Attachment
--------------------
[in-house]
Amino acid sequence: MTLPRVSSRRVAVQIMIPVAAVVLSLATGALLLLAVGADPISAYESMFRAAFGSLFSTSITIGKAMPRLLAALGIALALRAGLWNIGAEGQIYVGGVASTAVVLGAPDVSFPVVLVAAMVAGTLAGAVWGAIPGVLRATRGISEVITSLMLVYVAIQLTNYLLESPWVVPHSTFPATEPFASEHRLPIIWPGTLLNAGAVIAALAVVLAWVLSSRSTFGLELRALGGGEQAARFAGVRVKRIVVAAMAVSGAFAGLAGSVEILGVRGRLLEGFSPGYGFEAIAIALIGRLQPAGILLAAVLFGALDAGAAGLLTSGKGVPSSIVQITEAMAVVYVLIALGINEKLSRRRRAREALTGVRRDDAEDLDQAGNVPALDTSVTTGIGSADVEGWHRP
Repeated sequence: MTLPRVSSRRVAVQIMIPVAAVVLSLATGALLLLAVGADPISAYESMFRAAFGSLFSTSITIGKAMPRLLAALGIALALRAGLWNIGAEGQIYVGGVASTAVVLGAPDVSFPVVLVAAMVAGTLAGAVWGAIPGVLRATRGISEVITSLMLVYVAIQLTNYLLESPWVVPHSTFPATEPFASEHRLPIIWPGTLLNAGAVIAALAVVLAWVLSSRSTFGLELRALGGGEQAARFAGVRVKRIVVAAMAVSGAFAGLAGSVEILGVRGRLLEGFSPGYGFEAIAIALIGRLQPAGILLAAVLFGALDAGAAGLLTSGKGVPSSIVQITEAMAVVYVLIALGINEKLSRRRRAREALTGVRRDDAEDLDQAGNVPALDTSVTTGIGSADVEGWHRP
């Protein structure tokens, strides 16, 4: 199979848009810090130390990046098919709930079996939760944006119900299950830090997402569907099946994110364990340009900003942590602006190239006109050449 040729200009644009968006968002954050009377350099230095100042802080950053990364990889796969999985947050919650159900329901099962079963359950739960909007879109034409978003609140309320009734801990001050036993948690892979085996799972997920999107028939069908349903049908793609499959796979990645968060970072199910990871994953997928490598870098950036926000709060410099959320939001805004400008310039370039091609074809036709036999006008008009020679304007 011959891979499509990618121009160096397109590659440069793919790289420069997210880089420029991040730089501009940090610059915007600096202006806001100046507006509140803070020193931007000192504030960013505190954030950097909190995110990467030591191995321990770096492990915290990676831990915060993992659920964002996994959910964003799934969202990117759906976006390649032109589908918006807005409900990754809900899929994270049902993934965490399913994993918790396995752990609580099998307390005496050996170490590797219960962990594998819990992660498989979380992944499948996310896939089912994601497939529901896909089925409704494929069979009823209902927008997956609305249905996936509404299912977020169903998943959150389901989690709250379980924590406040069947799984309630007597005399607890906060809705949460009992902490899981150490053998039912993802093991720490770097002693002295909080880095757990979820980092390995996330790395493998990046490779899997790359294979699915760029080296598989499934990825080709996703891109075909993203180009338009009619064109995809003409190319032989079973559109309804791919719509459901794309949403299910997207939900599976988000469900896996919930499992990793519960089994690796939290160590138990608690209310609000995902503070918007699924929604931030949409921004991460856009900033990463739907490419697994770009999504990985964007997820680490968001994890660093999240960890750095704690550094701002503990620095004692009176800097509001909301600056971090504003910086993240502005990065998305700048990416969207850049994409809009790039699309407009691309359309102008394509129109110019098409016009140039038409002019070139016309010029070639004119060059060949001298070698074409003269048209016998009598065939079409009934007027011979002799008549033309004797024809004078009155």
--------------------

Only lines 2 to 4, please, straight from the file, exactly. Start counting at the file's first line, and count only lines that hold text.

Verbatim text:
Amino acid sequence: MTLPRVSSRRVAVQIMIPVAAVVLSLATGALLLLAVGADPISAYESMFRAAFGSLFSTSITIGKAMPRLLAALGIALALRAGLWNIGAEGQIYVGGVASTAVVLGAPDVSFPVVLVAAMVAGTLAGAVWGAIPGVLRATRGISEVITSLMLVYVAIQLTNYLLESPWVVPHSTFPATEPFASEHRLPIIWPGTLLNAGAVIAALAVVLAWVLSSRSTFGLELRALGGGEQAARFAGVRVKRIVVAAMAVSGAFAGLAGSVEILGVRGRLLEGFSPGYGFEAIAIALIGRLQPAGILLAAVLFGALDAGAAGLLTSGKGVPSSIVQITEAMAVVYVLIALGINEKLSRRRRAREALTGVRRDDAEDLDQAGNVPALDTSVTTGIGSADVEGWHRP
Repeated sequence: MTLPRVSSRRVAVQIMIPVAAVVLSLATGALLLLAVGADPISAYESMFRAAFGSLFSTSITIGKAMPRLLAALGIALALRAGLWNIGAEGQIYVGGVASTAVVLGAPDVSFPVVLVAAMVAGTLAGAVWGAIPGVLRATRGISEVITSLMLVYVAIQLTNYLLESPWVVPHSTFPATEPFASEHRLPIIWPGTLLNAGAVIAALAVVLAWVLSSRSTFGLELRALGGGEQAARFAGVRVKRIVVAAMAVSGAFAGLAGSVEILGVRGRLLEGFSPGYGFEAIAIALIGRLQPAGILLAAVLFGALDAGAAGLLTSGKGVPSSIVQITEAMAVVYVLIALGINEKLSRRRRAREALTGVRRDDAEDLDQAGNVPALDTSVTTGIGSADVEGWHRP
């Protein structure tokens, strides 16, 4: 199979848009810090130390990046098919709930079996939760944006119900299950830090997402569907099946994110364990340009900003942590602006190239006109050449 040729200009644009968006968002954050009377350099230095100042802080950053990364990889796969999985947050919650159900329901099962079963359950739960909007879109034409978003609140309320009734801990001050036993948690892979085996799972997920999107028939069908349903049908793609499959796979990645968060970072199910990871994953997928490598870098950036926000709060410099959320939001805004400008310039370039091609074809036709036999006008008009020679304007 011959891979499509990618121009160096397109590659440069793919790289420069997210880089420029991040730089501009940090610059915007600096202006806001100046507006509140803070020193931007000192504030960013505190954030950097909190995110990467030591191995321990770096492990915290990676831990915060993992659920964002996994959910964003799934969202990117759906976006390649032109589908918006807005409900990754809900899929994270049902993934965490399913994993918790396995752990609580099998307390005496050996170490590797219960962990594998819990992660498989979380992944499948996310896939089912994601497939529901896909089925409704494929069979009823209902927008997956609305249905996936509404299912977020169903998943959150389901989690709250379980924590406040069947799984309630007597005399607890906060809705949460009992902490899981150490053998039912993802093991720490770097002693002295909080880095757990979820980092390995996330790395493998990046490779899997790359294979699915760029080296598989499934990825080709996703891109075909993203180009338009009619064109995809003409190319032989079973559109309804791919719509459901794309949403299910997207939900599976988000469900896996919930499992990793519960089994690796939290160590138990608690209310609000995902503070918007699924929604931030949409921004991460856009900033990463739907490419697994770009999504990985964007997820680490968001994890660093999240960890750095704690550094701002503990620095004692009176800097509001909301600056971090504003910086993240502005990065998305700048990416969207850049994409809009790039699309407009691309359309102008394509129109110019098409016009140039038409002019070139016309010029070639004119060059060949001298070698074409003269048209016998009598065939079409009934007027011979002799008549033309004797024809004078009155």